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Following the lives of ten characters through their letters and diaries in the ten days before D-Day. The mini-series contains documentary interviews with the people on which the book, and this mini-series were based.
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I have always had a certain fascination for stories which indict the abuse of power in the name of the state. After I saw this film the first time, I couldn't stop thinking about it. It had all the disturbing characteristics of an Orwellian novel, but it was not as relentlessly depressing. I believe the screenwriter was holding out the hope that the people will "get" the story.
In this film, a mythical country is beset by an endless array of despots. These despots show character traits mankind has witnessed in real life, such as Pol Pot, Mussolini, Louis XVI/Marie Antoinette, Peron, Ayatollah Khoumeni, and Kim Jong Il. In this "land of the blind," the people are more interested in popular culture than the suffering of mankind at the hands of the despots. As a result, they elect movie stars to represent them in what becomes clear as a sham system.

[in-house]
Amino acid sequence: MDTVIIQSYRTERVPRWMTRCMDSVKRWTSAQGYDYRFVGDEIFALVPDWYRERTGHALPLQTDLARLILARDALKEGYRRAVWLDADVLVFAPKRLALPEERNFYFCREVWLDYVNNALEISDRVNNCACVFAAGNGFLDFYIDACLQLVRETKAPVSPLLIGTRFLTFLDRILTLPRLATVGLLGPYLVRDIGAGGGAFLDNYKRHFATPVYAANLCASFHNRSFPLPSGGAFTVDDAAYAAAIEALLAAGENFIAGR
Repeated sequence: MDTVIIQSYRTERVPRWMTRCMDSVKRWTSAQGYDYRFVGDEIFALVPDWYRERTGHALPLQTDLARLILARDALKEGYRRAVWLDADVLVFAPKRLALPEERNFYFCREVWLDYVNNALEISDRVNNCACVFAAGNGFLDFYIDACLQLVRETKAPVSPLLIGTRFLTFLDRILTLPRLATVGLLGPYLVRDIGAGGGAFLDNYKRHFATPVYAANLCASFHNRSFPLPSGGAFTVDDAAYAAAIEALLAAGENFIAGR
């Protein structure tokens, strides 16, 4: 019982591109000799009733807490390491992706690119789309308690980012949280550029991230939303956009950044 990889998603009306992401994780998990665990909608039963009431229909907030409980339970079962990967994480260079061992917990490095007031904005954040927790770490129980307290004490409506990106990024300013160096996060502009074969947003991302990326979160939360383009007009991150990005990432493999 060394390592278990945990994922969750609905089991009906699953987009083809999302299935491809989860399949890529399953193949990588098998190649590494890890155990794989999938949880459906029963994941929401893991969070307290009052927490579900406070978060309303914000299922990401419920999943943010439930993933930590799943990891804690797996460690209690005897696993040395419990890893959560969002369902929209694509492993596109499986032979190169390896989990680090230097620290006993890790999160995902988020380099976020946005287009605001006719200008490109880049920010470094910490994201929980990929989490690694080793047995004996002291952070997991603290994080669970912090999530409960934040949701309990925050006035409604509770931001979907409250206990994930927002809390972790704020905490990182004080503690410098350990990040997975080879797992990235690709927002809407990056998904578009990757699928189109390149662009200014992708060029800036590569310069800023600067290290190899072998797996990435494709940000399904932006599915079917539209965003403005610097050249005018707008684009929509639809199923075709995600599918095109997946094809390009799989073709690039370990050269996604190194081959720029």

Those people who are politically motivated and want to see a parallel between the nasty people who are leading the poor nation in the story to ruin and the current world leaders are, in my opinion, completely missing the point. In the first place, the title of this film should provide a clue. In a "land of the blind," just about anybody could arise to a position of power because the "blind" are too easily led.
In this film, there is a heavy reliance on imagery and metaphor. The main repetitive image is that of an elephant. In the movie, the parable of the blind men and the elephant is brought out and that, in my opinion, is what this film is all about. New governments can provide their side of the story--the elephant--to the blind public by steering them to the desired part of the anatomy.
Donald Sutherland, playing a character aptly named Thorn, is one of the best casting choices ever made. You'll need to see this film to understand what I'm talking about. I gave this a nine rating out of ten.
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